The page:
In its Q2 2020 earnings release today, Intel announced that it has postponed the introduction of its 7nm CPUs by six months from the originally planned launch date.
A hard blow for Intel forced to postpone its 7nm
Intel’s press release also states that the yield of the 7 nm process is now 12 months behind the company’s internal targets, which means that the company is currently not ready to produce the 7 nm process in a commercially viable manner. The company is now saying that its 7nm CPUs will not come to market until late 2022 or early 2023, which is a major setback for its technological ambitions, particularly with regard to AMD.
“The company’s 7nm CPU production time changes by about six months from previous expectations. The main driver is the performance of Intel’s 7nm process, which, according to recent data, is about 12 months behind the company’s internal target”.
Intel CEO Bob Swan said the company has identified an “error mode” in its 7nm process that is causing performance degradation problems. As a result, Intel invested in “contingency planning”, which Swan later defined as the use of third-party vendors.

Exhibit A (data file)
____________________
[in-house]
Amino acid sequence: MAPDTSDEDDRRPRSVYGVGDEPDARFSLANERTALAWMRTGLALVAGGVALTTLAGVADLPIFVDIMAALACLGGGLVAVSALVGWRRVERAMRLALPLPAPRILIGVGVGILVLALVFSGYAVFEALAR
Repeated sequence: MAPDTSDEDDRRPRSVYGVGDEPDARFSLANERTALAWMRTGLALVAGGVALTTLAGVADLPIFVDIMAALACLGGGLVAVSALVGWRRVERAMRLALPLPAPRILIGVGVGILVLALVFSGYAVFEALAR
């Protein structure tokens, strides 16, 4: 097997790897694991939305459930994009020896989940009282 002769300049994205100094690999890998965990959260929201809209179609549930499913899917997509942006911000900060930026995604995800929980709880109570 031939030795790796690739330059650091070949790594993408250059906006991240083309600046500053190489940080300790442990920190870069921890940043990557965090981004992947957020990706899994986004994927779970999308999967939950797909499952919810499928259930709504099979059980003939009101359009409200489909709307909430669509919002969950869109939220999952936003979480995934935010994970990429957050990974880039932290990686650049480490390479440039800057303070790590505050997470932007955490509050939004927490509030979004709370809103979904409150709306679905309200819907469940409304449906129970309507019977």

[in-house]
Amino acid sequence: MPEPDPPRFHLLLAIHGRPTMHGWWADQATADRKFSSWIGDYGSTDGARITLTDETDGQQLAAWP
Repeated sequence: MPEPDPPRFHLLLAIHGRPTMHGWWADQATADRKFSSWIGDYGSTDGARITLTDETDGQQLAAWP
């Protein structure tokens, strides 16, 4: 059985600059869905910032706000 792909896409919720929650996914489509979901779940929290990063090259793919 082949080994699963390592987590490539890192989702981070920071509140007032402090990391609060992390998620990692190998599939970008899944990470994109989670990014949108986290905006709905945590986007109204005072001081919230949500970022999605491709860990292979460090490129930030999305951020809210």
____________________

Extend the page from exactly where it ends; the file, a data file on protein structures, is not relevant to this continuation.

The company will also use third-party vendors as a contingency plan for its upcoming Ponte Vecchio 7nm GPUs, the company’s first graphics chips. Swan said the GPUs will arrive in late 2021 or early 2022, which predicts a delay from the original schedule for the ex-Aurora supercomputer launch in 2021. Ponte Vecchio comes as a chip-based design, and Swan made it clear that part of the production of the chips will be outsourced to third parties.
Intel is not happy with this situation and generates more problems just when their 10nm process started to work well. This means more benefits for AMD who will have access to more advanced process nodes. We will keep you informed.